How Richard Serra Shaped the Discourse about Public Art in the 20th Century

By | Architecture, Art Advisory, Art and Design, Art Collections, Art Market, Artists

d7hftxdivxxvm-1.cloudfront.netIn 1966-67, Serra penned a list of transitive verbs—a to-do list of sorts—published in The New Avant-Garde: Issues for the Art of the Seventies (1972) by Grégoire MüllerMany of these words describe the dynamics of some of Serra’s most important sculptures. To Lift, for instance, is the title of a 1967 work, one that manifests the effect of that action on a piece of vulcanized rubber. “To prop” indicates the gesture behind any number of works from that period, from Prop (1968) to 1-1-1-1 (1969) to Melnikov(1987). Even works with less explicitly action-based titles, like the 2006 masterpiece Band, evoke many of the spatial and temporal terms on that list: to bend, to shave, to flow, to suspend, to gather.

The looming gravity of these works is key to appreciating Serra’s oeuvre. The artist had a recurring dream as a child—of a mass of great ships floating on the San Francisco Bay. Thus the macho, aggressive feel of sculptures like Backdoor Pipeline (2010)—in a style that has been called “he-man Minimalism”—can also be understood as a way to shed or float above the burdens of Modernism. Rather than prompting you to simply observe, Serra makes you constantly renegotiate your relationship to an artwork that requires not only an artist, but also engineers, forgers, construction workers, preparators, curators, and viewers to participate. “How the work alters a given site is the issue,” he affirms, “not the persona of the author.” Read More

Why Are Galleries Flocking to Los Angeles?

By | Architecture, Art Advisory, Art and Design, Art Collections, Art Market


Sprueth Magers, Los Angeles. Photography: Joshua White/

Sprueth Magers, Los Angeles. Photography: Joshua White/

The unspoken reason why galleries are flocking to Los Angeles by Jori Finkel for The Art Newspaper

The grand openings of the Los Angeles branches of European galleries Sprüth Magers and Hauser & Wirth (called Hauser Wirth & Schimmel), on 23 February and 13 March respectively, are sure to generate even more buzz about the booming Los Angeles art scene. Gallerists who have moved here in the past have praised the “energy” (Dominique Lévy), the “freshness” (Perry Rubenstein), “the ability to spread out” (Michele Maccarone) and the “exciting artists” (Adam Lindemann, of Venus Over Los Angeles). Or, as Lindemann put it more plainly, “The weather is better and there is a lot more room.”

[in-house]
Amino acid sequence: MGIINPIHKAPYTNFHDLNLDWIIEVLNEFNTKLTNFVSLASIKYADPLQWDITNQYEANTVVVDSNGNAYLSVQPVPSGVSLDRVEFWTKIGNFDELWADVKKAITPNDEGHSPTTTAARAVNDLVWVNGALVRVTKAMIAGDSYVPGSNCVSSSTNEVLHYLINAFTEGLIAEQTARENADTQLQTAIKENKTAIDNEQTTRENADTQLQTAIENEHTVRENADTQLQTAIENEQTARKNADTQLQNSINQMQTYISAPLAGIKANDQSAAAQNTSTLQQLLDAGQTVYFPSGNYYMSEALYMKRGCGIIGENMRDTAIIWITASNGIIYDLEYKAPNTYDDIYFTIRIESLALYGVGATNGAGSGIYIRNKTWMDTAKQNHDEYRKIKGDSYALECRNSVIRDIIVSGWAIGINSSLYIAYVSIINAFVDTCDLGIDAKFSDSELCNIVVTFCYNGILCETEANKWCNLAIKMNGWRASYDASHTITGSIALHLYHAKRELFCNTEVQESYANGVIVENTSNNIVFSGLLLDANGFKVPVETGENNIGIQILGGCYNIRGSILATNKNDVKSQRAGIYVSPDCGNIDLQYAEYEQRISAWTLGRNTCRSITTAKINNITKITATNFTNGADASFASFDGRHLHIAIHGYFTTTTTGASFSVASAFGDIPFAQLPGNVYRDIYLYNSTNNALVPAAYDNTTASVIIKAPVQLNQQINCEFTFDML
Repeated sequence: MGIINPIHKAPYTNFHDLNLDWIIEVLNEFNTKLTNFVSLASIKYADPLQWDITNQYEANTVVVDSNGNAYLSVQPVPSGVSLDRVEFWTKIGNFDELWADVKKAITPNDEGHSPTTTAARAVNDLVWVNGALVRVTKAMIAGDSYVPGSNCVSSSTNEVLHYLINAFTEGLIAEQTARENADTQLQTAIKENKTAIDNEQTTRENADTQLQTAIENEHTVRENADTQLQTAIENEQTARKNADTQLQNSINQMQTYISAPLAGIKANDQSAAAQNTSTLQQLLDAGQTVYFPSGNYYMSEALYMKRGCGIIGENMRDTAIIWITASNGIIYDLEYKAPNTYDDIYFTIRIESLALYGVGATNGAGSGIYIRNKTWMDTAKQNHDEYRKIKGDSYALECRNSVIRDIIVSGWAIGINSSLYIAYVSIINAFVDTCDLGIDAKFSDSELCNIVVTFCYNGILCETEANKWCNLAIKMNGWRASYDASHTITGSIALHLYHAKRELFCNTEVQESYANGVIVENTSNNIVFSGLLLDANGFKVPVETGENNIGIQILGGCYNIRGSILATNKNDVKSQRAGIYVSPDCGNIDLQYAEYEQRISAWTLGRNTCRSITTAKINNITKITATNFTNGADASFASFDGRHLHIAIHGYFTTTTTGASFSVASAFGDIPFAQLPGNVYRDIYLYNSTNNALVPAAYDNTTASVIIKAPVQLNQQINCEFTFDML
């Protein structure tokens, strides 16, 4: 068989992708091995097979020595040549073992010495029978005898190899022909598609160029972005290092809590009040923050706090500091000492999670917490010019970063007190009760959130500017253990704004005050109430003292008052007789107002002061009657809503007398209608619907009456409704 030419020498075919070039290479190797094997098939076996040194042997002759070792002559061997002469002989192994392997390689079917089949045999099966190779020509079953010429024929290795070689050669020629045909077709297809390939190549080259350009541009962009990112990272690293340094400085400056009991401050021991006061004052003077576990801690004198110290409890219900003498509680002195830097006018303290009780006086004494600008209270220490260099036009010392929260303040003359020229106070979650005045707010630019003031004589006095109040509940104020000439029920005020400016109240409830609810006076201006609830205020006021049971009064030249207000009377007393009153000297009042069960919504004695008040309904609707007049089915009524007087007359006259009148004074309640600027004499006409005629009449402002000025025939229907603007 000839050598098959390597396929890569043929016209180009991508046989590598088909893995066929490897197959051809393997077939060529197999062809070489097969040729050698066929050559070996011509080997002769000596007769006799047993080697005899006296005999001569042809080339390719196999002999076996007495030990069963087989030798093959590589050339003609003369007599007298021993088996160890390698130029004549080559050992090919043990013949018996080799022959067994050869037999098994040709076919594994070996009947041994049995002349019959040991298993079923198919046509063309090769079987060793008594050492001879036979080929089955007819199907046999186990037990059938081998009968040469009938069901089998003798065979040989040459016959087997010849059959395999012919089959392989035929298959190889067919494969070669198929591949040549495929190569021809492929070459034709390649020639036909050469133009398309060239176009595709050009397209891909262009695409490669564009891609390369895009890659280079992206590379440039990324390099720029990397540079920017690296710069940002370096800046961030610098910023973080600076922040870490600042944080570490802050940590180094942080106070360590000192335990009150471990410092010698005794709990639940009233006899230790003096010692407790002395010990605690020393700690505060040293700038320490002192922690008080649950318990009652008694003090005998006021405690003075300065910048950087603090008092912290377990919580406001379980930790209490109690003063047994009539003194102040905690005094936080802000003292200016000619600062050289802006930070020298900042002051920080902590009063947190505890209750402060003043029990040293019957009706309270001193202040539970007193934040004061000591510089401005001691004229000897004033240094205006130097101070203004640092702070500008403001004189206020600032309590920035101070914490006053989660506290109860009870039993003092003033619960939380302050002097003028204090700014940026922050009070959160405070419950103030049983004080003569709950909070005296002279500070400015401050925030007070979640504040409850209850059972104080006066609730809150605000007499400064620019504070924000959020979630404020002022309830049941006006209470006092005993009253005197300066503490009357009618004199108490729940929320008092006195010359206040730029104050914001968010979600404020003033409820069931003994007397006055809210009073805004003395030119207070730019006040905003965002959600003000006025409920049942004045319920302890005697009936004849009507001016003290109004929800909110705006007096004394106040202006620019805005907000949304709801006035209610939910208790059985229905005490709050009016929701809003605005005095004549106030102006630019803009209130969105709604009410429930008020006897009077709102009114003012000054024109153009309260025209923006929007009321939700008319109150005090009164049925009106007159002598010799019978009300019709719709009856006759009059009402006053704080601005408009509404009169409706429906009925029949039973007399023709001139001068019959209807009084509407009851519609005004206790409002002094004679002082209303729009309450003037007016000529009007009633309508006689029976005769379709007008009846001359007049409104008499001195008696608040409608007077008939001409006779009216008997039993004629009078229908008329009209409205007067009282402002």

Some of the buzz is well earned, especially when it comes to cheaper downtown real estate and the great artists working and teaching here. But there is another strong incentive behind so many galleries making the move, one that too often goes unmentioned.

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Art Word – Donald Judd’s House, Becoming a Museum

By | Architecture, Art and Design, Artists, News
Photo courtesy: Todd Heisler/The New York Times

Photo courtesy: Todd Heisler/The New York Times

Two statements by the artist Donald Judd turned out to be remarkably prescient about the ramshackle-beautiful cast-iron building on Spring Street he bought in 1968 for use as his home and studio.

“One threat,” he wrote about the blocks around him — which only then, three years after he moved in, were becoming known as SoHo — “is that some of the attributes of Greenwich Village may develop: tourist shops and restaurants, bad art and high rents.”

In light of how quickly and thoroughly that threat came to pass, the second statement seems like wishful thinking. “I’ve always needed my own work in my own space,” he wrote, adding dramatically, “The brief time of gallery and museum exhibitions would be ultimately fatal if it were not for the permanence of my own installations.” Read More

Art Word – Gehry and Zuckerberg Join Forces

By | Architecture, Art Advisory, Art and Design, News

Image courtesy: Frank Ghery/Ghery Partners

It seems like whenever Facebook proffers a design change, it’s guaranteed to incite a tidal wave of complaints.

Until now, at least.

The social networking company has enlisted world-renowned architect Frank Gehry to create Facebook West, a mammoth new campus in the Silicon Valley city of Menlo Park, which will eventually house 2,800 of the company’s engineers.